I'm always surprised at the amount of negative responses I receive when I tell people I have two teenagers. It isn't always sunshine and daisies but, overall, I really enjoy them.
Spend time with them
I know this might sound like a crazy idea, but spending time with your teen might prove enjoyable. As a working divorced parent, I understand how easy it is to establish a pattern revolving around work and school. By the time you get home, you aren't interested in much of anything and weekends are spent catching up on household chores. It is easy for teens to get lost in the shuffle. Set aside time out of your day to spend with them even if it means just going outside to weed the yard together. Teach them to cook their favorite dinner. Go to the gym together. Allow them to pick a concert for the two of you to attend. Celebrate no Ds or Fs on their report cards with a trip to the ice cream parlor. Really, the possibilities are endless as long as you tell them how much you appreciate the time you spend together.
Give them space
Yes, spending time with your teen is great but please, don't smother them. Allow your teen some personal space and time to do activities by themselves. They need time to read, write, talk to friends, play games, explore social media or decompress in their room by themselves.
Let them express themselves
Allow your teen creative license to express their personality. My ex-husband still struggles with allowing our teens to express themselves with clothing, hair style and makeup. Our son had a buzz cut since birth until he decided to grow it out in junior high. He had anxiety over dad's pressure to cut it off. In addition, dad teased him when he purchased skinny skins. While I agree it is important to set boundaries (no piercings, tattoos or ear gauging) I feel it is equally important to allow teens the ability to dress in a way to express their individual personality without scrutiny.
Talk about school, movies, music, topics in the news, anything and everything. Talk about a common interest. I've found that once my kids became comfortable talking to me, they are more willing to discuss situations or debate controversial topics. I've learned to offer the facts, discuss both sides of the argument and don't push your ideas. State your position and emphasize your morals in the issue. Some kids become defiant the more you try to push your stance. Respect them and let them form their own opinion at their own pace. You don't agree with your parents all the time, but you still respect them, right?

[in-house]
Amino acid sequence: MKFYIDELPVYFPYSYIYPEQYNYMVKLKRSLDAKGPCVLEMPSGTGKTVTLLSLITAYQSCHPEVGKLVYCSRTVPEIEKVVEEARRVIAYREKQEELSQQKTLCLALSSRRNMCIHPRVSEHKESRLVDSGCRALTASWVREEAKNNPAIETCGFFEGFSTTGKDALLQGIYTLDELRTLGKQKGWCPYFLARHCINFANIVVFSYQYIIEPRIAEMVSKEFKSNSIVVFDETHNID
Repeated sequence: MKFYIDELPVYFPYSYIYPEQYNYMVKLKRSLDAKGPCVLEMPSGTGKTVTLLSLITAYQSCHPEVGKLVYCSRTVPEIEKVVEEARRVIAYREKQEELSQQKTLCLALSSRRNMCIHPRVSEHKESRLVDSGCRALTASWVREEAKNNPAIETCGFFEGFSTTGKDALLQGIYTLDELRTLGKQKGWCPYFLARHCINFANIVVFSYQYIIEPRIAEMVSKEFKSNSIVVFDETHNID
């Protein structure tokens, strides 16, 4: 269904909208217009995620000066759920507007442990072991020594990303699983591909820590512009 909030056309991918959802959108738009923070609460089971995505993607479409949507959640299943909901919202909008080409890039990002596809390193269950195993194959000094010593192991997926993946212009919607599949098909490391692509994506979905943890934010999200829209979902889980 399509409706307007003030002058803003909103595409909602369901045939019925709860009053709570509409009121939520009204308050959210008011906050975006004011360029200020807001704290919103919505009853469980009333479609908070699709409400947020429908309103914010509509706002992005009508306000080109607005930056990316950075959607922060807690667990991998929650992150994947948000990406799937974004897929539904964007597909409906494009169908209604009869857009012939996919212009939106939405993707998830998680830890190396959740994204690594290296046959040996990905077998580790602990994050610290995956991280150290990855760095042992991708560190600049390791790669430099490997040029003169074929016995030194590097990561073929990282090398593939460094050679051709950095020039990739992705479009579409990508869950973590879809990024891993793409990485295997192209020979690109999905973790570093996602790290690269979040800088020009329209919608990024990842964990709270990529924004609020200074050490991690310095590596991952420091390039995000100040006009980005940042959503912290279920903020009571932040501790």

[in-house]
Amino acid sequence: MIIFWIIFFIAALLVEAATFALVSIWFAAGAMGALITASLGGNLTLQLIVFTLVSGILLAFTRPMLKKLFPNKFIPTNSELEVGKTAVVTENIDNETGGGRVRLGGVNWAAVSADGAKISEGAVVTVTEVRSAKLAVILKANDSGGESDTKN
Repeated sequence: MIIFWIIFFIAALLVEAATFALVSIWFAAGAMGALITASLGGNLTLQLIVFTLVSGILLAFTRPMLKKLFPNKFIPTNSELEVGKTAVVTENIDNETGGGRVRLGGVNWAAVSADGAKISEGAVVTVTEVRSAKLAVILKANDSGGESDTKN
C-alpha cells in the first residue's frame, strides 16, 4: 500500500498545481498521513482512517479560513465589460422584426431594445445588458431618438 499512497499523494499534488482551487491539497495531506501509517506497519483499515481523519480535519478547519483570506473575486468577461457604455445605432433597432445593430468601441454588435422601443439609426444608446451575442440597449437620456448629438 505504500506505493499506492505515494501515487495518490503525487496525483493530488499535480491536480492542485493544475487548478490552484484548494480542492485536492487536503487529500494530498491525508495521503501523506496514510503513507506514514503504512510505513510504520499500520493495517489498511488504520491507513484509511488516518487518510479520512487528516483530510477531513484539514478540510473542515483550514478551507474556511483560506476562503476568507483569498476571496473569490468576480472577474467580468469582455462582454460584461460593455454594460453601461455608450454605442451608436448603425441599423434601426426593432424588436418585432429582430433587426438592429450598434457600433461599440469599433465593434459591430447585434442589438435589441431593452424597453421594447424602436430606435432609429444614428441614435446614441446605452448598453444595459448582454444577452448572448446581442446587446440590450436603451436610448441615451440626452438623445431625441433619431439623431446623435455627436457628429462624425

I take advantage of every opportunity to laugh and be silly. I've worn bright red contact lenses when I've volunteered as hall monitor. I've rocked a Weird Al concert and sang every song at the top of my lungs. I'll run down the aisle with the shopping cart when I take them to the store. Sometimes, I'll grab their hand and skip in the parking lot. Yup, watching a fat lady skip is kinda funny. The key is to let them know it is OK to laugh, and laugh with them — not at them. My teens and I share a handful of inside jokes. We remind ourselves about the funny things that have happened in our (mis)adventures. And sometimes, they surprise me with quick wit and silliness.
Remember a time when your teen was little? You taught them how to say "please" and "thank you" but somewhere along the line you've forgotten those same courtesies. Our busy parenting schedules often have us forgetting to tell our children how much we appreciate their help with even the simplest tasks. If they don't do it right, don't sweat the small stuff. Be thankful.
My mom always said to me, "Sometimes those who don't deserve love the most are the ones who need love the most." As a parent, you are going to have some very frustrating moments. Maybe your son took the car without asking, your daughter is failing art or they are just full of attitude. You might blow up and say something hurtful in a fit of frustration. Your teen is probably feeling bad about screwing up, and your toxic words only add resentment and tension to the situation.
Changing the atmosphere is as simple as a hug and telling them how much you love them. I often start with telling them how sorry I am for overreacting. I explain my frustration or fear. I discuss the mistake from my perspective as a parent and stress that it doesn't change my feelings of love I have for them. I give them a big hug and let them know it will be OK. Your teen may have an adult body, but deep down they are still kids in need of mom and dad's love.
Growing up is going to have some mistakes. Your job as a parent is to help them along the journey. You aren't perfect so how can you expect perfection from them? Enjoy and appreciate every minute living, laughing and loving your teen.